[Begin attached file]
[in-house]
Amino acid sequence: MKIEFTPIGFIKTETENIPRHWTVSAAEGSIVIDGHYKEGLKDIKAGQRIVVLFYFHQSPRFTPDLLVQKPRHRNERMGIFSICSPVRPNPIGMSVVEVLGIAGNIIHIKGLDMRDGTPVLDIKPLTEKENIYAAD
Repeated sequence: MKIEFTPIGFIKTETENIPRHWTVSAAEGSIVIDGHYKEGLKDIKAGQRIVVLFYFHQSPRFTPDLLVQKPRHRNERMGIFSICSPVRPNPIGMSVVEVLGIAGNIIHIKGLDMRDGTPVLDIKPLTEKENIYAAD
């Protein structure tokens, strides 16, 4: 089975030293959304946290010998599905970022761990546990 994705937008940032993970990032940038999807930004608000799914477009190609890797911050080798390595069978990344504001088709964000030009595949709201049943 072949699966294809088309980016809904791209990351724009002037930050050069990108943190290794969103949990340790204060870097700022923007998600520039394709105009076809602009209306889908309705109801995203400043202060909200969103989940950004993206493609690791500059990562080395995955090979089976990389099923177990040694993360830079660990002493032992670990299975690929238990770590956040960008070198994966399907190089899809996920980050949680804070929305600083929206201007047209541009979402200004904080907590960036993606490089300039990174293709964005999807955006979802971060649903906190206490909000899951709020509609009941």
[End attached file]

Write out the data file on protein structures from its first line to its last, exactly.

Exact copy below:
[in-house]
Amino acid sequence: MKIEFTPIGFIKTETENIPRHWTVSAAEGSIVIDGHYKEGLKDIKAGQRIVVLFYFHQSPRFTPDLLVQKPRHRNERMGIFSICSPVRPNPIGMSVVEVLGIAGNIIHIKGLDMRDGTPVLDIKPLTEKENIYAAD
Repeated sequence: MKIEFTPIGFIKTETENIPRHWTVSAAEGSIVIDGHYKEGLKDIKAGQRIVVLFYFHQSPRFTPDLLVQKPRHRNERMGIFSICSPVRPNPIGMSVVEVLGIAGNIIHIKGLDMRDGTPVLDIKPLTEKENIYAAD
């Protein structure tokens, strides 16, 4: 089975030293959304946290010998599905970022761990546990 994705937008940032993970990032940038999807930004608000799914477009190609890797911050080798390595069978990344504001088709964000030009595949709201049943 072949699966294809088309980016809904791209990351724009002037930050050069990108943190290794969103949990340790204060870097700022923007998600520039394709105009076809602009209306889908309705109801995203400043202060909200969103989940950004993206493609690791500059990562080395995955090979089976990389099923177990040694993360830079660990002493032992670990299975690929238990770590956040960008070198994966399907190089899809996920980050949680804070929305600083929206201007047209541009979402200004904080907590960036993606490089300039990174293709964005999807955006979802971060649903906190206490909000899951709020509609009941």